There are a ton of ways to cross the Han River, which cuts Seoul in two. Most of those ways are bridges (for both cars and the subway lines), and crossing them is a lovely view. While not visible in every place crossing the Han (it's a long river), in a number of places, if you look out, you'll see an island out near the middle, with a very large building on it. The building looks a little curved, and shines gold under the sun. It's big, it's splashy, and it's called Building 63. The name comes from the sixty-three floors, which makes one of the tallest buildings in Korea (number three, though that might not last that much longer, with a new tower being built near Lotte World). It does have the honour of being the tallest gold clad building in the world (remember when I said flashy?). It's not just a tall building, of course, because why would I be writing about it if there wasn't something to do there? Rest assured, there is something to do.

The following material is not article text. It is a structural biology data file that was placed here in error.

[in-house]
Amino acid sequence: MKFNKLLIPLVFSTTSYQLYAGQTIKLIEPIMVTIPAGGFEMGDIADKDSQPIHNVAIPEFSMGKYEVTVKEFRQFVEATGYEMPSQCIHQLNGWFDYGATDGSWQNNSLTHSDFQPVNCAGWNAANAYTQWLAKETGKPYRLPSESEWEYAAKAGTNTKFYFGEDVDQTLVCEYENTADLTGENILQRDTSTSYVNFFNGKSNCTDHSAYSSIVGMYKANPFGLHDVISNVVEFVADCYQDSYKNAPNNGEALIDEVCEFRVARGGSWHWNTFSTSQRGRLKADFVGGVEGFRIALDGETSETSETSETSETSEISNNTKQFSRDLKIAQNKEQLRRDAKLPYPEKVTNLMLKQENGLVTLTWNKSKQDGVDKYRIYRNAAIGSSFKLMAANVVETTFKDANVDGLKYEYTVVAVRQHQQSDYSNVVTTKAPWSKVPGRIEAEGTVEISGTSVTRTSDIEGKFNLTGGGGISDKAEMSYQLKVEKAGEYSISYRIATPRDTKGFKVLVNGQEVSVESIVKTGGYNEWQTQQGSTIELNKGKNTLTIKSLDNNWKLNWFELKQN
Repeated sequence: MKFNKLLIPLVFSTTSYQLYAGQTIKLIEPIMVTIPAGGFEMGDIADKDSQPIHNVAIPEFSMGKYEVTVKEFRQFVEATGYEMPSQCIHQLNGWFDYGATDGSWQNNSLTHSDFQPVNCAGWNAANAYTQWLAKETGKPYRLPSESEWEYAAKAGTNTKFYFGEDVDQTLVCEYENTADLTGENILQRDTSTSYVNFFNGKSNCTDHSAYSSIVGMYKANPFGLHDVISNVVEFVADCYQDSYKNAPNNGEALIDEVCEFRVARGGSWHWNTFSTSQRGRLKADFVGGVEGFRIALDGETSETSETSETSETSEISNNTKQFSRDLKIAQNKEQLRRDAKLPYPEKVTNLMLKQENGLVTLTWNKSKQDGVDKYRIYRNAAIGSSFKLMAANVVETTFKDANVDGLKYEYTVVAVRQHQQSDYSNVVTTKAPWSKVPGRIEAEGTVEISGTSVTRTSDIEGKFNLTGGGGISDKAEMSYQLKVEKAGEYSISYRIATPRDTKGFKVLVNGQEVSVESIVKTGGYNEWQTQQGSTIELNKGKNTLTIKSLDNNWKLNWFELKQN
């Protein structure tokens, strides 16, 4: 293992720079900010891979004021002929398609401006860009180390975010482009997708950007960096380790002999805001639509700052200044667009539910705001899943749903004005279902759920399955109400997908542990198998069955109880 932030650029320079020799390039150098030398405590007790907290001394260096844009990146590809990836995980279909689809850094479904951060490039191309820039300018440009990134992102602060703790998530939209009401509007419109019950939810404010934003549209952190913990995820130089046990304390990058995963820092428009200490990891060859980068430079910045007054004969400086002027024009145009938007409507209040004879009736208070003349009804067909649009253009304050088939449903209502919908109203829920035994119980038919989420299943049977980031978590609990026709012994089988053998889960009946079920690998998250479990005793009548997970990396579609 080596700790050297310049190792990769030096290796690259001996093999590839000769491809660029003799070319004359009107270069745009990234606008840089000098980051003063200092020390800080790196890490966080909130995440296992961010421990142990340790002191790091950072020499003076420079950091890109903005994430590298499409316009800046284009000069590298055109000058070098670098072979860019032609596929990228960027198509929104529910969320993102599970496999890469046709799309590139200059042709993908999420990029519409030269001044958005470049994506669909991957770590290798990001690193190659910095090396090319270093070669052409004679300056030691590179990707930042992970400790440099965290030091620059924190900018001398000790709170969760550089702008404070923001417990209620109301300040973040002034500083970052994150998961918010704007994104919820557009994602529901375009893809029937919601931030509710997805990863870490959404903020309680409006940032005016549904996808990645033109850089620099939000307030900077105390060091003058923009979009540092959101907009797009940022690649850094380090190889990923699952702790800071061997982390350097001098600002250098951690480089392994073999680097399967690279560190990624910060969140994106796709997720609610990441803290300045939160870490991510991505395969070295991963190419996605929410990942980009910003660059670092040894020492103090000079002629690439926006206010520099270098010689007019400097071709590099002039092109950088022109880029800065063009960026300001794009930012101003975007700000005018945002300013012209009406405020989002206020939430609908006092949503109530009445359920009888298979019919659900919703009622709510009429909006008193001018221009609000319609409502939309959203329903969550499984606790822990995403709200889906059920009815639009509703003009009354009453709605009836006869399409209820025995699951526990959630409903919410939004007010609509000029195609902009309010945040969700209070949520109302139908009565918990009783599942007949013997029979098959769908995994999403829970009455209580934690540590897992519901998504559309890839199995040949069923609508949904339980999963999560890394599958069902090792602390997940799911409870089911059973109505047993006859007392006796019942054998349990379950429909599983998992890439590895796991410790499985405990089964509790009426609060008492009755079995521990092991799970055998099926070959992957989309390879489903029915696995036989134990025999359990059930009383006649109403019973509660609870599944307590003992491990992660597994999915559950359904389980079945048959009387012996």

Building 63 sits on the small, man-made island of Yeoido, which itself sits in the middle of the Han river. The area it's built is a nice one, where a five minute walk will bring you down to a section of Hanyang Park, which is the park area along the river. Inside Building 63, there's a number of things to do. There is an aquarium, an art gallery, two different theatres (one an Imax -the first one opened in Korea- and the other for stage performances), a wax museum and even a buffet restaurant that claims to be the best in Korea. I can't comment on the buffet (or any of the other smaller restaurants in the building), but I can assure you that the lines were long, so they had to be doing something right. On a similar note, I can't give you a personal opinion on either of the theatres. This, again, goes back to long lines and a lack of reservation for the theatre production. While I was there, it was a masked dance performance and a dinosaur short in the Imax (obviously, the shows change periodically). Both looked incredibly interesting, and I wish I could have caught them.